Originally posted on Business Insider, April 17.

Conventional wisdom in trading psychology used to depend on two primary tenets – discipline and ‘control your emotions’. But that was before neuroscience started putting traders, poker players and other risk-gamers into brain scanners. Now that we know that all decisions depend on the presence of an emotion, most perception occurs outside of our awareness and that how our bodies feel influences what we think, Trading Psychology 101 requires a re-write.

Did you know that research indicates we can only make a few – maybe as little as two – “disciplined” decisions in a row? Researchers call this decision fatigue or ego-depletion. For traders, it means that instead of sitting at the screen fighting for every tick that that same quantity of discipline imbued into a structured plan for getting away from the quotes will most likely produce an increase in P&L.

Research also shows that complex decisions, or those with many conflicting data points, create the most satisfying results when they are made non-deliberately. This means that letting a trader’s unconscious – or all of his or her accumulated knowledge – percolate into the realization the trading brain has delivered the decision equivalent of superb coffee.

In other words, going to the gym not only in the middle of the day but even in the middle of a trade will optimize your trading psyche to make the most profitable judgment call on a trade’s exit point. Pumping iron or spinning those bike wheels turns what we used to view only as physical energy into market-reading clarity. In fact, it is likely that your better read on the market’s next dance will seemingly magically come to you when your earbuds have your favorite song beating – not when you are staring at every tick trying to force the screen to give up the future’s secrets.

Which brings us to the inexorable connection between the body, feelings, emotions and risk decisions: the maxim “control your emotions” emanates from a misunderstanding. Any of us can feel anything – and not act on those feelings. Despite some pillars of psychological thinking from the 1700 and 1800’s saying that emotions essentially equal action, it isn’t true. Think of all the times you want to act-out frustration – tell your mother-in-law your real thoughts, punch the driver next to you – but you don’t. We feel without action all of the time.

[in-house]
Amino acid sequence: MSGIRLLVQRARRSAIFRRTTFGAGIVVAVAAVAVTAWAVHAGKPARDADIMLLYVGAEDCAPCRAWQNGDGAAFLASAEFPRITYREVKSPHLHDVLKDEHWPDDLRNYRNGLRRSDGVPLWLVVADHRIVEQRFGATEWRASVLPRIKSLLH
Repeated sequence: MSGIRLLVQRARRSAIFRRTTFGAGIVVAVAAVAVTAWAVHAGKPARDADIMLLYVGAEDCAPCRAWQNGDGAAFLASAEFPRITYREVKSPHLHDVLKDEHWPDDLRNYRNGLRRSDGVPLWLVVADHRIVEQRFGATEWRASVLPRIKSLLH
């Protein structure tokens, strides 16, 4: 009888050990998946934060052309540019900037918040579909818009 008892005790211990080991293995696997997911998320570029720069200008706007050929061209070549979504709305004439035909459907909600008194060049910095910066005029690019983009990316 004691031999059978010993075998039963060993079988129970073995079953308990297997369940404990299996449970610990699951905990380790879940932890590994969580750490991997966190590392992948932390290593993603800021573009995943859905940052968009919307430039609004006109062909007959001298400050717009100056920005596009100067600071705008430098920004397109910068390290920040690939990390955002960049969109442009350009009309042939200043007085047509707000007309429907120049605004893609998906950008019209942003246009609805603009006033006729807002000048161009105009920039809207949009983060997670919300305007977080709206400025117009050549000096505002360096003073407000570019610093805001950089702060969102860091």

Logically we only have to control our actions – and we can. The realm of feelings – which includes emotion and the sense of intuition, needs to be completely recast as data and therefore analyzed.

Adopting the strategy of “feelings as information” leads to two primary benefits – knowing the difference between and impulsive feeling and an intuitive (market experience) one. Second, untangling repetitive emotions, a sub-category of feelings, from the automatic and unconscious re-creation of “why does this always happen?” Fears and frustrations from the past, when not viewed as data, skew what we see and feel in a fractal manner – just like the small pattern in broccoli or cauliflower that repeats itself into the whole head.

In other words, we all bring our personalities and characteristic reactions to our expectations of what will happen next. A large part of those perceptions are based in the past – the market is out to get me, I will all snatch defeat from the jaws of victory, the price action (authority figures) can’t be trusted and … whatever your psyche’s fractal fingerprint is.

Antonio Damasio and his team got it started with the research reported in Descartes’ Error but now the brain-science proof is in, every decision includes emotion. This means every trading decision that turns out to be regrettable can be analyzed not from what went wrong with the analysis but from what feeling or emotion was really driving it. Everyone can look for FOMO or fear of missing out or what is really fear of future regret. Decision theory indicates this feeling to be maybe the most powerful one we have.

To take another example of unconscious emotions and how the concept of fractal applies not only to price but to perception, say a trader has a tendency to fight the trend, most of the time this can be traced to a wholly unrelated mental context of needing to prove how smart they are, needing to buck authority or being stuck in feeling like a victim who missed the real move. Analyzing feeling and emotional data, versus ignoring it, gives a trader the opportunity not only to be making judgment calls on the here and now but opens up their whole perceptual and judgment toolbox to see and act on the fundamental question, what are most of the other market participants about to do.

Given that most traders try to predict market movements based on numbers alone, the trader who wraps the human question around the numbers while simultaneously adopting what decision science now knows about the role of physical, sensory and emotional feelings in risk perception and judgment automatically derives a calculable advantage.